Does the legacy of historical thinning treatments foster resilience to bark beetle outbreaks in subalpine forests?


Promoting ecological resilience to increasing disturbance activity is a key management priority under warming climate. Across the Northern Hemisphere, tree mortality from widespread bark beetle outbreaks raises concerns for how forest management can foster resilience to future outbreaks. Density reduction (i.e., thinning) treatments can increase vigor of remaining trees, but the longevity of treatment efficacy for reducing susceptibility to future disturbance remains a key knowledge gap. Using one of the longest-running replicated experiments in old-growth subalpine forests, we measured stand structure following a recent (early 2000s) severe mountain pine beetle (MPB; Dendroctonus ponderosae) outbreak to examine the legacy of historical (1940s) thinning treatments on two components of resilience. We asked: how did historical thinning intensity affect (1) tree-scale survival probability and stand-scale survival proportion (collectively “resistance” to outbreak) for susceptible trees (lodgepole pine [Pinus contorta] ≥ 12 cm diameter) and (2) post-outbreak stand successional trajectories? Overall outbreak severity was high (MPB killed 59% of susceptible individuals and 78% of susceptible basal area), and historical thinning had little effect on tree- and stand-scale resistance. Tree-scale survival probability decreased sharply with increasing tree diameter and did not differ from the control (uncut stands) in the historical thinning treatments. Stand-scale proportion of surviving susceptible trees and basal area did not differ from the control in historically thinned stands, except for treatments that removed nearly all susceptible trees, in which survival proportion approximately doubled. Despite limited effects on resistance to MPB outbreak, the legacy of historical treatments shifted dominance from large- to small-diameter lodgepole pine by the time of outbreak, resulting in historically thinned stands with ~2x greater post-outbreak live basal area than control stands. MPB-driven mortality of large-diameter lodgepole pine in control stands and density-dependent mortality of small-diameter trees in historically thinned stands led to convergence in post-outbreak live-tree stand structure. One exception was the heaviest historical thinning treatments (59–77% basal area removed), where sapling dominance of shade-tolerant, unsusceptible conifers was lower than control stands. After six decades, thinning treatments have minimal effect on resistance to bark beetle outbreaks, but leave persistent legacies in shaping post-outbreak successional trajectories.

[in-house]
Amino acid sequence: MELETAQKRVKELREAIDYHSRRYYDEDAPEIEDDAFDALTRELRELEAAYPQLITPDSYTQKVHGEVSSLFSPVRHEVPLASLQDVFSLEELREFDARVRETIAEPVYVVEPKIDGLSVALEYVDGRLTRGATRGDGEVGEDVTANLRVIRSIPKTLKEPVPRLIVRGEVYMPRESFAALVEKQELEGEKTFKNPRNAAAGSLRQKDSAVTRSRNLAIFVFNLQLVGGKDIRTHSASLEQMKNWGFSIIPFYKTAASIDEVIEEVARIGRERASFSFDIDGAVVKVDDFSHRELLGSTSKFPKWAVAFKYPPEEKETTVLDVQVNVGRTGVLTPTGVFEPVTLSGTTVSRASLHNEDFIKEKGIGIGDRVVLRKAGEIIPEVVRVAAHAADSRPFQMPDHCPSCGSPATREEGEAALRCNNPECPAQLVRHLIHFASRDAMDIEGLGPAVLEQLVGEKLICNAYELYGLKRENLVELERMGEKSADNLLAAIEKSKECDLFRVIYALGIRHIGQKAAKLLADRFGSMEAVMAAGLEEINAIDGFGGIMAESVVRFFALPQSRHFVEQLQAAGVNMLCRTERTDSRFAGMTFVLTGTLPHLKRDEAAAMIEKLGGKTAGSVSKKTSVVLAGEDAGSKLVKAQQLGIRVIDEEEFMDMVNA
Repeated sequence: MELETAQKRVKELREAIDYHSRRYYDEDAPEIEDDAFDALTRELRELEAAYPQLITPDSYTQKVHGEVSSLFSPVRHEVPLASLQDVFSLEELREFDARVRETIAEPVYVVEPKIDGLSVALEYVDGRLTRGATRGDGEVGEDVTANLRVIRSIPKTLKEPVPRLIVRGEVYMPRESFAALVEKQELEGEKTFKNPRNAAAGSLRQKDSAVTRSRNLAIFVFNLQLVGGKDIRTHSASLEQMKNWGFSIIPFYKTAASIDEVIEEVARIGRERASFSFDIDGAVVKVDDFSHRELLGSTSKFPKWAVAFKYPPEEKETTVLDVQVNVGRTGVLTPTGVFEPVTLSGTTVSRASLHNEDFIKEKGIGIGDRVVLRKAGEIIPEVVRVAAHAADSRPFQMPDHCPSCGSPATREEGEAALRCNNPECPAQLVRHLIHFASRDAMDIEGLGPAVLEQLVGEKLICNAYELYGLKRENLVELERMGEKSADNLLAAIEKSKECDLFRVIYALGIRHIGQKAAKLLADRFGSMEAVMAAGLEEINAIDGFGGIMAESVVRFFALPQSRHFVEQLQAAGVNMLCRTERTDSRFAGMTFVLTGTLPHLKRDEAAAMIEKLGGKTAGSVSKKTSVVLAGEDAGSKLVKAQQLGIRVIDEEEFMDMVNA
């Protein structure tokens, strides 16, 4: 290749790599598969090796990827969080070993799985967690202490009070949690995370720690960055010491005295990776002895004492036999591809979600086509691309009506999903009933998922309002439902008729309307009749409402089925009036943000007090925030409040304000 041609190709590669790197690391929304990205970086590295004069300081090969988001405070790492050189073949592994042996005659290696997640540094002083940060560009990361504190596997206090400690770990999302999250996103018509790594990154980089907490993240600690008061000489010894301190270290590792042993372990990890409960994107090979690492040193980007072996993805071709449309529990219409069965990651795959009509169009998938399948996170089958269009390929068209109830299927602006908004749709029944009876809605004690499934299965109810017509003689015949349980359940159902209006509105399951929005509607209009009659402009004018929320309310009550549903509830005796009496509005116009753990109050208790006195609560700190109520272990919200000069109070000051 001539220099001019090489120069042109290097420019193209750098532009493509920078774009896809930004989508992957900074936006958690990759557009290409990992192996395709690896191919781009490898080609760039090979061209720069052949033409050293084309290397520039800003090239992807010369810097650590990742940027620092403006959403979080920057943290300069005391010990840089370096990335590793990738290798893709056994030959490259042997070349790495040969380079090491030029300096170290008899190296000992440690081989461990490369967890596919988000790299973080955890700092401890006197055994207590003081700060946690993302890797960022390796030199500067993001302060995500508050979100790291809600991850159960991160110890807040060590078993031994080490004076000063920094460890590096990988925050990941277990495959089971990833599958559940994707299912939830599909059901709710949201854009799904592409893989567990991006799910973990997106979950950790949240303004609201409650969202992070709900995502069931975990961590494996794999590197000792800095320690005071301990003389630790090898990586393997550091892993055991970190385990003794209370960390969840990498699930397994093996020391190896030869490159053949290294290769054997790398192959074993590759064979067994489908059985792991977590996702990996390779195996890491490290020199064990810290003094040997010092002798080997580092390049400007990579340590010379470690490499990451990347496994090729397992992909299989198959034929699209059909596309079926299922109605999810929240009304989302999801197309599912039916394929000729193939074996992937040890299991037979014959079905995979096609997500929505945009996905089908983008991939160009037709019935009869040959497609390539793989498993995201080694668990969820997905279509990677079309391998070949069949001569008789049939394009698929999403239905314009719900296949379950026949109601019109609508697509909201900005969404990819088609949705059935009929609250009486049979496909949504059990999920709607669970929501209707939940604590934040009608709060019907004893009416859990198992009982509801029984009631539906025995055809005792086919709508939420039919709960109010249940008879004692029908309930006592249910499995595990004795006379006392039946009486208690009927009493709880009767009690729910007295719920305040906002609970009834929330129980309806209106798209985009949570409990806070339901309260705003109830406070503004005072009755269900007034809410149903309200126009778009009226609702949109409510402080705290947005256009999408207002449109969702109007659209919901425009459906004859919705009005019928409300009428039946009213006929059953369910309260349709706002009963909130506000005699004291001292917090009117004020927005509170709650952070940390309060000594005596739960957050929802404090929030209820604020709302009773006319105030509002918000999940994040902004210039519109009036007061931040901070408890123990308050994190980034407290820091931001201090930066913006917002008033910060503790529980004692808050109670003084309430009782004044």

Ecological Applications